Canada’s trade deficit widens to $1.4B in March as exports and imports fall to lowest levels in years

Canada’s trade deficit widened to more than $1.4 billion in March, as the COVID-19 pandemic dragged down both imports and exports to their lowest levels in years.

Statistics Canada reported Tuesday that Canada exported $46.3 billion worth of goods to the world in March, the lowest level since January 2018. At the same time, imports fell to $47.7 billion, the lowest level since October 2017.

Both figures were down by almost 10 per cent from the level seen in March of last year, the data agency said.

There was less trade in a number of core Canadian products, including cars and car parts (down 14 per cent) aerospace products including planes (down 25 per cent), and crude oil (down almost eight per cent).

But physical goods weren’t the only form of commerce that slowed to a crawl because of COVID-19. Statistics Canada said there was less trade in services, too, as exports of Canadian services slipped by 7.2 per cent to $10.4 billion. Meanwhile, Canada imported $11.4 billion worth of services, a decline of 11.5 per cent.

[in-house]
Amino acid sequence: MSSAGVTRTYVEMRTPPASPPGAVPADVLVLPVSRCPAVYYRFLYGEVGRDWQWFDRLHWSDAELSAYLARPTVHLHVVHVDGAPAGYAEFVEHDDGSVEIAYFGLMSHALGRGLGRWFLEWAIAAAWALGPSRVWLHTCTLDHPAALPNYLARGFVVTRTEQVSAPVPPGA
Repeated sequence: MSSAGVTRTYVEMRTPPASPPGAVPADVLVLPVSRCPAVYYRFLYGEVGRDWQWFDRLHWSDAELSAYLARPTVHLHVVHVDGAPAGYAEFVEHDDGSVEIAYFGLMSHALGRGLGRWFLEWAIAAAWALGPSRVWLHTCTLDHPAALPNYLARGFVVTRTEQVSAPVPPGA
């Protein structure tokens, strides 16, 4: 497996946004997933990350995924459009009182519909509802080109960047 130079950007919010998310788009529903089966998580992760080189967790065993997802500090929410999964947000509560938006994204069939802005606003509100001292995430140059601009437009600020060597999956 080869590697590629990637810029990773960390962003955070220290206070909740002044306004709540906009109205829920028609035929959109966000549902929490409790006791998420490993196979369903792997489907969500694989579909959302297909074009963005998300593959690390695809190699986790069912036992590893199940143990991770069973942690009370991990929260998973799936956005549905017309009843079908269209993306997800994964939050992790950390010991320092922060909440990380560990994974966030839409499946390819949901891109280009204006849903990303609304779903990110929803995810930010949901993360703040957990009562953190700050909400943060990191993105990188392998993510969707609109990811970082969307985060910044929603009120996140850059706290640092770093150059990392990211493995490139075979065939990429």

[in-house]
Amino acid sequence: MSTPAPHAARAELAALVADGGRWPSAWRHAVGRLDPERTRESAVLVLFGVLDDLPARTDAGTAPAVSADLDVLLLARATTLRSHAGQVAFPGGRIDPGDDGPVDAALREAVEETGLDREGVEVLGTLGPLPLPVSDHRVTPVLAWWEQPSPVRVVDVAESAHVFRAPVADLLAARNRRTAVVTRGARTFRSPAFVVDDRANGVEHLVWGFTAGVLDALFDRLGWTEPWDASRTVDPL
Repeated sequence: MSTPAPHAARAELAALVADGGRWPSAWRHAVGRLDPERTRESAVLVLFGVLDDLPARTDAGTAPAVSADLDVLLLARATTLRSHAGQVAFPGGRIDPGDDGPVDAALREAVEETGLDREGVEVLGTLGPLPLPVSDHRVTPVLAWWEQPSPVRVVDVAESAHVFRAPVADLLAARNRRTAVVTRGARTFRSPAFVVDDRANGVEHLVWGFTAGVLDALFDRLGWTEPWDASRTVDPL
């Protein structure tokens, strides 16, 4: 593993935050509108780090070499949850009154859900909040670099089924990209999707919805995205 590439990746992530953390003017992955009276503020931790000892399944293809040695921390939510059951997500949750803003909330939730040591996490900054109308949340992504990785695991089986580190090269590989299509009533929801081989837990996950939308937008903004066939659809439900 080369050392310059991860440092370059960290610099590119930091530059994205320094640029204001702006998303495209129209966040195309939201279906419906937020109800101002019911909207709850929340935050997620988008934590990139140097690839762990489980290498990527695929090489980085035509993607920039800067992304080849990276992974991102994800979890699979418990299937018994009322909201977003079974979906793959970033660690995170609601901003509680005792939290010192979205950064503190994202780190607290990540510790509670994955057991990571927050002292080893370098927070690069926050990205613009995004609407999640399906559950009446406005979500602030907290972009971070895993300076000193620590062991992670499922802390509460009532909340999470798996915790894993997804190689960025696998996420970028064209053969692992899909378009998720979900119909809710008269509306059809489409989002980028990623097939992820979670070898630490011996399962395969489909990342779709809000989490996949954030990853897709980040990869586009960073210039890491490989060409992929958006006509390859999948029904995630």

“The services trade figures reflected the steep drop in travel activity,” Bank of Montreal economist Benjamin Reitzes said of the numbers. “Fewer Canadians travelled abroad and fewer people visited Canada as borders were shut.”

Exports of farm, fishing and intermediate food products were one of the bright spots, mainly because a backlog of Canadian grain started to move during the month after rail blockades in February. Those exports were up by more than 12 per cent.

Economists had expected the trade gap to widen to about $2.5 billion during the month, so the gap came in slightly narrower than expected. But the numbers would have been even higher were it not for the loonie’s plunge during the month. The loonie’s value fell by 3.6 cents US during the month, the worst month for Canada’s dollar in more than five years.

A huge chunk of Canadian trade happens in transactions priced in U.S. dollars, so were it not for the plunge in the loonie, the export collapse would have been even more pronounced. In U.S. dollar terms, Canadian exports fell by 9.2 per cent during the month. But in Canadian dollars, they were only down by 4.7 per cent.

“Look for April’s trade figures to show a much deeper contraction in two-way trade,” Reitzes said.

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